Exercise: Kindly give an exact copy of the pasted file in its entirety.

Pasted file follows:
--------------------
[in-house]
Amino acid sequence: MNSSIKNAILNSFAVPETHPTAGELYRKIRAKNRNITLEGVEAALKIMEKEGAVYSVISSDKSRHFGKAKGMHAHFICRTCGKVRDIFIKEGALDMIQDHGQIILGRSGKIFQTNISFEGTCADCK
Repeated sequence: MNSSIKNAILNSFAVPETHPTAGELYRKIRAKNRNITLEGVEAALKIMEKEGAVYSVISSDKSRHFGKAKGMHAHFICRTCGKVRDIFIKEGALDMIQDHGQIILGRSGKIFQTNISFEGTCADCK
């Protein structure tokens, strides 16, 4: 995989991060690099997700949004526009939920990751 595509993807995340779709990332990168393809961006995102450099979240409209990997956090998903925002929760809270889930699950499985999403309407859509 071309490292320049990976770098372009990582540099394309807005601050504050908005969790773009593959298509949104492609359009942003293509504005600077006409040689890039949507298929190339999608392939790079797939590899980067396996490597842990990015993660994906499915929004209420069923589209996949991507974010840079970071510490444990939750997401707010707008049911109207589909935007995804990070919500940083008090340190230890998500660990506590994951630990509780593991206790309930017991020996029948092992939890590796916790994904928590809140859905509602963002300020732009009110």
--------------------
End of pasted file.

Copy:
[in-house]
Amino acid sequence: MNSSIKNAILNSFAVPETHPTAGELYRKIRAKNRNITLEGVEAALKIMEKEGAVYSVISSDKSRHFGKAKGMHAHFICRTCGKVRDIFIKEGALDMIQDHGQIILGRSGKIFQTNISFEGTCADCK
Repeated sequence: MNSSIKNAILNSFAVPETHPTAGELYRKIRAKNRNITLEGVEAALKIMEKEGAVYSVISSDKSRHFGKAKGMHAHFICRTCGKVRDIFIKEGALDMIQDHGQIILGRSGKIFQTNISFEGTCADCK
């Protein structure tokens, strides 16, 4: 995989991060690099997700949004526009939920990751 595509993807995340779709990332990168393809961006995102450099979240409209990997956090998903925002929760809270889930699950499985999403309407859509 071309490292320049990976770098372009990582540099394309807005601050504050908005969790773009593959298509949104492609359009942003293509504005600077006409040689890039949507298929190339999608392939790079797939590899980067396996490597842990990015993660994906499915929004209420069923589209996949991507974010840079970071510490444990939750997401707010707008049911109207589909935007995804990070919500940083008090340190230890998500660990506590994951630990509780593991206790309930017991020996029948092992939890590796916790994904928590809140859905509602963002300020732009009110």